If there is a contractual right to lay staff off in the employment contract, this should present little difficulty: furloughed status will at least mean that the staff are paid.

Where there is not a contractual right to lay off, designating staff as “furloughed” will in theory amount to a breach of contract. Given that the Government is paying 80% of wages up to £2,500 per month, it is unlikely that most staff will complain. However, we can foresee potential problems arising:

• for those who are paid more than £2,500 per month and where the employer does not propose to top-up the wages;

• for those who will see a pay-cut where the employer does not pay the 20% reduction in wages; and

• due to the fact the normal lay-off rules will continue to apply, such that if staff are laid off for four consecutive weeks or for six weeks in any period of 13, they would be entitled to leave and claim a redundancy payment (although in practice the continuation of a proportion of pay will mean that only higher earners will actually satisfy the relevant conditions). On the information we have so far, the Scheme would not preclude claims for redundancy payments being made, although in many cases the risk of staff triggering these payments will be low.

We should stress that in the current economic climate, it would be unlikely that staff would claim a redundancy payment rather than ongoing pay, but it is possible depending on circumstances, particularly for higher paid staff who might be able to find other opportunities for work.

17. When will the portal go live, and what advice are we giving employers in terms of actions now?

In the Chancellor’s statement on Friday 20 March 2020, he said “I can assure you that HMRC are working night and day to get the scheme up and running and we expect the first grants to be paid within weeks – and we’re aiming to get it done before the end of April.”

Employers should therefore anticipate payments under the Scheme will not likely be available for the end of April 2020. Coronavirus Business Interruption Loans are available interest free to cover the intervening period.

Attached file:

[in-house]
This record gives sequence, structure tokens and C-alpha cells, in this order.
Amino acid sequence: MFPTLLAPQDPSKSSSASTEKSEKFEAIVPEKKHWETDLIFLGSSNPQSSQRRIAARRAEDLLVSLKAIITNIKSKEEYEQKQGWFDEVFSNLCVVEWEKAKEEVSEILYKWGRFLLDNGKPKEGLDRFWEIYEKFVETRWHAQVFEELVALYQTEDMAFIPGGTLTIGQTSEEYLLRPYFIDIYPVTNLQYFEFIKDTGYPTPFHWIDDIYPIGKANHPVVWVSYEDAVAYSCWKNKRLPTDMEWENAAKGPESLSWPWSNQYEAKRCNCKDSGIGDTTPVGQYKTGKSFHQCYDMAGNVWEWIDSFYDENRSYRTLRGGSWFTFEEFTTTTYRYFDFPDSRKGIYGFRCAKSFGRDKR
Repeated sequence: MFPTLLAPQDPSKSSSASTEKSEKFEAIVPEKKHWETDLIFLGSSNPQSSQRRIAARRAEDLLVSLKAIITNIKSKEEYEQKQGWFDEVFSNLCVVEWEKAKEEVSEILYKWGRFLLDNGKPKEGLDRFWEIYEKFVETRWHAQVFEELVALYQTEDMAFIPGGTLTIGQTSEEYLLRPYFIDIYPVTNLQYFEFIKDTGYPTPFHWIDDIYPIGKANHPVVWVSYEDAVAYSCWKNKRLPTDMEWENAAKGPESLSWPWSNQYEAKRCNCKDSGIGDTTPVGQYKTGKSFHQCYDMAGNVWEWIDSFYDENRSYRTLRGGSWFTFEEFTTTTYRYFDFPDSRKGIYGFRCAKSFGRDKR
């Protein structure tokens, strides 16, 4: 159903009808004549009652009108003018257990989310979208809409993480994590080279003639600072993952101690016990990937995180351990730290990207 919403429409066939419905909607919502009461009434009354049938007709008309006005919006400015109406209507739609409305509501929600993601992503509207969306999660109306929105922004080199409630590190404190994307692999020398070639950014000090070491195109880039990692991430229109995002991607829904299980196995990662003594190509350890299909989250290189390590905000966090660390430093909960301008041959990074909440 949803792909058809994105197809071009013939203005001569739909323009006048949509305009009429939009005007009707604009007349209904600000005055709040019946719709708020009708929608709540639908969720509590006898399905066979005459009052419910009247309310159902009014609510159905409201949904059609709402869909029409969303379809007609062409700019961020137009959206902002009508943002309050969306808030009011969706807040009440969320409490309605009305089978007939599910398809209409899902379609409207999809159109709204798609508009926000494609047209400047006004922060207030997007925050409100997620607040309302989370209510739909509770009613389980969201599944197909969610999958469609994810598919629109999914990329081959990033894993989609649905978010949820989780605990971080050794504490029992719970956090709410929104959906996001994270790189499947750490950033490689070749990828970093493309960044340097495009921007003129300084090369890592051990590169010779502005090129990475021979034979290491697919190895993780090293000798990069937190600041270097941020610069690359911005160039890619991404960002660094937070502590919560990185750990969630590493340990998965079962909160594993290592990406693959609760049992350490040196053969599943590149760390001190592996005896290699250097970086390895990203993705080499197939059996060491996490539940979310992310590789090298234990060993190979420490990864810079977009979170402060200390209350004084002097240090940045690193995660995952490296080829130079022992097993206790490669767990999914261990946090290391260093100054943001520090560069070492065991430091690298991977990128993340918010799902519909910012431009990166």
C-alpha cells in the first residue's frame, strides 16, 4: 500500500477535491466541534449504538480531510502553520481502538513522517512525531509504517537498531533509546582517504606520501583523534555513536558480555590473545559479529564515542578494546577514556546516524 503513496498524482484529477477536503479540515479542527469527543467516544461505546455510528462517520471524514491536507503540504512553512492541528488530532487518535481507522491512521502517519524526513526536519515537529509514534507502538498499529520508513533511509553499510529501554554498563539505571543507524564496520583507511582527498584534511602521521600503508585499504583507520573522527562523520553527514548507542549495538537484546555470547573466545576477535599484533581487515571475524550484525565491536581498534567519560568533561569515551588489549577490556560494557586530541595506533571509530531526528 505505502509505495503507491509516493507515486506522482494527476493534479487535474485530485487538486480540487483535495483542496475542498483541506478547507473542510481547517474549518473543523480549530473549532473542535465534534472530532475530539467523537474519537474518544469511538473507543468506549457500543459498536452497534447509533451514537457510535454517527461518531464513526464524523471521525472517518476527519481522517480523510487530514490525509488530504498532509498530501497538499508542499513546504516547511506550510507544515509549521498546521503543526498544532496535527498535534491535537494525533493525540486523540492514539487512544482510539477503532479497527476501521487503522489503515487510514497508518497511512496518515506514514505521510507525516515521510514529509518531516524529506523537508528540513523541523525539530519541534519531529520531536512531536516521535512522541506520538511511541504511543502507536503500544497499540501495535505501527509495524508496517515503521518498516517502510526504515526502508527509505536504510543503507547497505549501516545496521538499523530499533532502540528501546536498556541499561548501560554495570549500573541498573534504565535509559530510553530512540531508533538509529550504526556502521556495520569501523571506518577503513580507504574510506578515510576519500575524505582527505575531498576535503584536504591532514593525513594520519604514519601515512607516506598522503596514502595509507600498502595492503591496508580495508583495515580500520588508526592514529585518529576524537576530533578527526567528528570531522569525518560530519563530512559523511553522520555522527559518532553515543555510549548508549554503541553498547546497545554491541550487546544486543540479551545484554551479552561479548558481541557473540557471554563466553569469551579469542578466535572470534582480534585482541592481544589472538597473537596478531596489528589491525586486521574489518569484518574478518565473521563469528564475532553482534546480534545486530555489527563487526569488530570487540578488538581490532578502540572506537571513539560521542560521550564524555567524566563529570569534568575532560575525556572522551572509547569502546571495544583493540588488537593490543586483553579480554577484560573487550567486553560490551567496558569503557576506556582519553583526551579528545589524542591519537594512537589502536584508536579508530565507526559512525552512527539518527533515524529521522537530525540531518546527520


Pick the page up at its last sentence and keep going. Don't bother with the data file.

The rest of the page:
From now, and consistent with the Government’s intention of saving jobs in order to allow the economy to quickly recover at the end of the crisis, we anticipate the following process is likely to apply:

(i) Where no work is available for one or more members of staff, and where there is no contractual right to lay staff off, our view is that employers should immediately consult (either individually or collectively following usual rules on consultation) with a view to affected staff agreeing to become “furloughed”. Where there is a contractual right to lay staff off, go to (iii) below.

(ii) If agreement is not reached, employers should take immediate legal advice. If agreement is reached, go to (iii) below.

(iii) We believe the next applicable step will be that employers should write to each worker confirming that they are considered to be “furloughed”, following the Chancellor’s announcement of Friday 20 March 2020.

(iv) In due course we would expect ACAS to prepare a template letter by way of guidance. In the absence of such template, we believe the letter should confirm that each member of staff will receive 80% of their salary up to £2,500 per month (taking into account employer’s NICs and any apprenticeship levy due). The gross amount of pay per month should be set out. It should be made clear that the payment is being made under the Coronavirus Job Retention Scheme and is subject to change depending upon the rules of that Scheme, and in particular upon the interpretation of rules under that Scheme as clarity emerges.

(v) Employers should submit information to HMRC about the staff that have been furloughed and their earnings through the new online portal when it is available.

(vi) Employers should then start to pay staff in accordance with the arrangements.

We hope this summary is helpful. It is our preliminary assessment following the recent announcement and we will keep you updated as more information becomes available.